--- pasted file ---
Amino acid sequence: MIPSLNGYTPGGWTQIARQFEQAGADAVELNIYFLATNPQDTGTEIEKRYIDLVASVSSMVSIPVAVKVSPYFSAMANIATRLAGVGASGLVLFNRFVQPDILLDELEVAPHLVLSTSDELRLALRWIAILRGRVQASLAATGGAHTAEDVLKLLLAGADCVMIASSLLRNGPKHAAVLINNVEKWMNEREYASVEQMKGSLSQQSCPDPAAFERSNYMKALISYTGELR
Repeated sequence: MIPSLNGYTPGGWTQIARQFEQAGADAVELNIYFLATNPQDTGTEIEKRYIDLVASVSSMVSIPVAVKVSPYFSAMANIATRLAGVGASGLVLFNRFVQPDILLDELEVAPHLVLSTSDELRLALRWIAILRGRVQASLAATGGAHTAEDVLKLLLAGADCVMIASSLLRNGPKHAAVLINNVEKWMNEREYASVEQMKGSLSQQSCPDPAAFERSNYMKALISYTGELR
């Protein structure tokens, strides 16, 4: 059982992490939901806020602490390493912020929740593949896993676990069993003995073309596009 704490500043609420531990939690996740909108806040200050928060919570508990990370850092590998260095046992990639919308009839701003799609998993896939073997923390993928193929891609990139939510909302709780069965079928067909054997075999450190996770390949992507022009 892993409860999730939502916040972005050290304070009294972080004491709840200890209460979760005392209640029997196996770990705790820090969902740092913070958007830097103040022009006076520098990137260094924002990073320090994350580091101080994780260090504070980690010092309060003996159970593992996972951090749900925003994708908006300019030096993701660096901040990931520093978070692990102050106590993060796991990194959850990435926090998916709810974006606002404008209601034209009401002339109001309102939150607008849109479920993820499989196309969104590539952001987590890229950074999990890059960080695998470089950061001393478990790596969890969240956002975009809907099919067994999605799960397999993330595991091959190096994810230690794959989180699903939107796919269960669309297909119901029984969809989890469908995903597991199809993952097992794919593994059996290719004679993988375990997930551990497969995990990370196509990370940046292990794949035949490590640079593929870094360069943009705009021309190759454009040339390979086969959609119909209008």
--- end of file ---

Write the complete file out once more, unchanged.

Amino acid sequence: MIPSLNGYTPGGWTQIARQFEQAGADAVELNIYFLATNPQDTGTEIEKRYIDLVASVSSMVSIPVAVKVSPYFSAMANIATRLAGVGASGLVLFNRFVQPDILLDELEVAPHLVLSTSDELRLALRWIAILRGRVQASLAATGGAHTAEDVLKLLLAGADCVMIASSLLRNGPKHAAVLINNVEKWMNEREYASVEQMKGSLSQQSCPDPAAFERSNYMKALISYTGELR
Repeated sequence: MIPSLNGYTPGGWTQIARQFEQAGADAVELNIYFLATNPQDTGTEIEKRYIDLVASVSSMVSIPVAVKVSPYFSAMANIATRLAGVGASGLVLFNRFVQPDILLDELEVAPHLVLSTSDELRLALRWIAILRGRVQASLAATGGAHTAEDVLKLLLAGADCVMIASSLLRNGPKHAAVLINNVEKWMNEREYASVEQMKGSLSQQSCPDPAAFERSNYMKALISYTGELR
């Protein structure tokens, strides 16, 4: 059982992490939901806020602490390493912020929740593949896993676990069993003995073309596009 704490500043609420531990939690996740909108806040200050928060919570508990990370850092590998260095046992990639919308009839701003799609998993896939073997923390993928193929891609990139939510909302709780069965079928067909054997075999450190996770390949992507022009 892993409860999730939502916040972005050290304070009294972080004491709840200890209460979760005392209640029997196996770990705790820090969902740092913070958007830097103040022009006076520098990137260094924002990073320090994350580091101080994780260090504070980690010092309060003996159970593992996972951090749900925003994708908006300019030096993701660096901040990931520093978070692990102050106590993060796991990194959850990435926090998916709810974006606002404008209601034209009401002339109001309102939150607008849109479920993820499989196309969104590539952001987590890229950074999990890059960080695998470089950061001393478990790596969890969240956002975009809907099919067994999605799960397999993330595991091959190096994810230690794959989180699903939107796919269960669309297909119901029984969809989890469908995903597991199809993952097992794919593994059996290719004679993988375990997930551990497969995990990370196509990370940046292990794949035949490590640079593929870094360069943009705009021309190759454009040339390979086969959609119909209008």